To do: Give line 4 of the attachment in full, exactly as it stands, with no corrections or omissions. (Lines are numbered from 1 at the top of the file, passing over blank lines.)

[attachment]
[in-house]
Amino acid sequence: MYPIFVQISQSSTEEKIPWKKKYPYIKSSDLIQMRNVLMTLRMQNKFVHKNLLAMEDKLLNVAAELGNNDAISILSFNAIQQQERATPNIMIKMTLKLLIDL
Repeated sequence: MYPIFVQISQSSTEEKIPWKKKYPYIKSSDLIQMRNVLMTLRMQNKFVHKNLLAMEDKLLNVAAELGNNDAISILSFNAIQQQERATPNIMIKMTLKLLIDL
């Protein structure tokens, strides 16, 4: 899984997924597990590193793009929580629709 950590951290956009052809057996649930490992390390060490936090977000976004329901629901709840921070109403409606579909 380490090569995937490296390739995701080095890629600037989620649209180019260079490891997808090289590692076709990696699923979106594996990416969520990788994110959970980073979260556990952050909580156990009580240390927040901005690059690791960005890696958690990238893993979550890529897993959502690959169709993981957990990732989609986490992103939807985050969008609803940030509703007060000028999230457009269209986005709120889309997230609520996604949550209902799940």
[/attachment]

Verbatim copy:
């Protein structure tokens, strides 16, 4: 899984997924597990590193793009929580629709 950590951290956009052809057996649930490992390390060490936090977000976004329901629901709840921070109403409606579909 380490090569995937490296390739995701080095890629600037989620649209180019260079490891997808090289590692076709990696699923979106594996990416969520990788994110959970980073979260556990952050909580156990009580240390927040901005690059690791960005890696958690990238893993979550890529897993959502690959169709993981957990990732989609986490992103939807985050969008609803940030509703007060000028999230457009269209986005709120889309997230609520996604949550209902799940």